Pham Mi Sen, a Grab motorbike driver and vice chairman of the motorbike taxi ride-hailing app drivers union in HCMC's Binh Tan District, highlighted that a significant influx of individuals who have been laid off from factories has resulted in a surge of applicants for ride-hailing positions. This overwhelming response has compelled ride-hailing companies to postpone the hiring process for new drivers due to the sheer volume of candidates.
During a conference on digital work platforms organized by Fairwork Vietnam on Thursday, Sen highlighted the issue of numerous individuals who were recruited two months ago but are still awaiting account activation to start receiving ride bookings.
According to Sen, with the addition of a new driver, it implies that the existing drivers will experience a decrease in their customer base and consequently face tougher competition in securing rides.
According to his calculations, in order for a driver to increase their income by a mere 8%, they would need to work an additional 50% more than their current workload. Due to the necessity of making ends meet, numerous individuals resort to driving continuously day and night, even consuming quick meals while on their bikes, as their means of earning a sufficient livelihood.
Sen stated that the job has become more challenging as companies have implemented stricter regulations regarding locking drivers' accounts, despite there being an excess of available manpower.
According to him, drivers who receive two customer complaints on the app will face suspension. If a driver accumulates a third complaint, they will be permanently terminated from their position.
According to a recent survey conducted by Vietnam Labor Confederation, the Center for Health Consultation and Community Development, and Oxfam, it was revealed that an average monthly income of VND7 million (US$284.84) is earned by motorbike drivers working for Grab.
Approximately 67% of the drivers surveyed are married, while 60% of this group shoulder responsibilities for at least two additional individuals.
According to the survey findings, the working environment was identified as highly stressful. A staggering 95% of the drivers reported having to work for 6-12 hours per day without any days off, placing them under immense pressure to consistently meet punctuality requirements.
According to the survey, a majority of individuals have faced challenging circumstances while working, such as adverse weather conditions and heavy traffic. Additionally, they have encountered difficulties related to loss and damage of delivered goods, demanding customer expectations, and even instances of sexual harassment.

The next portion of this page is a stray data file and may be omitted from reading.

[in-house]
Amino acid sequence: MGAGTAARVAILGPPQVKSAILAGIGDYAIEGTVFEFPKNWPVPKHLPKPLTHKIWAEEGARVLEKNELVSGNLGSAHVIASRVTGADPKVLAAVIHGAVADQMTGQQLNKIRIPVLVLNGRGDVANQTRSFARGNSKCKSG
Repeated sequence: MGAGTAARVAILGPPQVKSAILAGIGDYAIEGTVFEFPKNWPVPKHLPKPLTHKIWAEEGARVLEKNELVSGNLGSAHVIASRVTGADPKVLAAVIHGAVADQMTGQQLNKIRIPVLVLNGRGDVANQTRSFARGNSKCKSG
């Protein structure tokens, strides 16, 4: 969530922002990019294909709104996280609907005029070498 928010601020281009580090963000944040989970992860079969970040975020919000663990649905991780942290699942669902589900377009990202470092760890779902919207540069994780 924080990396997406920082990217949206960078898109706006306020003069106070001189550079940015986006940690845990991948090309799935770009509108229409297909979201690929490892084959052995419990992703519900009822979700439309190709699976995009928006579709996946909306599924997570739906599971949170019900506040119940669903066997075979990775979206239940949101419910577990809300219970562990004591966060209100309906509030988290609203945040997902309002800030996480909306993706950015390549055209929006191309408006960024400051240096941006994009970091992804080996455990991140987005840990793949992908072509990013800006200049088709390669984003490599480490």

In contracts with ride-hailing companies, drivers are often referred to as partners according to Sen. However, it is the drivers who bear the brunt of all the consequences involved.
Drivers who serve as business partners are not only responsible for sharing 20% of their fares with the companies, but they are also liable to pay corporate tax.
However, the balance of power lies entirely with the companies when it comes to determining the terms of collaboration. These contracts grant the companies complete authority to suspend or terminate cooperation with drivers at their discretion and without any limitations.
According to Sen, in theory, drivers of ride-hailing apps enjoy the flexibility of being able to choose their working hours and turn off the app whenever they desire. However, the practical reality is that if a driver goes offline for several days, their account will not receive any ride requests.
"According to Sen, ride booking restrictions serve as a means for these companies to compel us into working relentlessly without breaks."
Between 2014 and 2019, approximately 600,000 drivers ventured into the ride-hailing app industry, as stated by Do Hai Ha, a representative of Fairwork Vietnam.
According to Hai, the lack of clear definition in the relationship between drivers and companies has hindered the drivers from obtaining their rightful rights.
According to the findings of the network's research, it was discovered that none of the ride-hailing platforms operating in Vietnam could substantiate that their drivers earn a salary surpassing the minimum wage. In Ho Chi Minh City, the minimum wage stands at VND4.68 million per month.
Drivers are burdened with the expenses of purchasing their own motorbikes, phone, and medical insurance. Inadequately, the companies provide minimal coverage for accident insurance, leaving the drivers to bear most of the financial responsibility.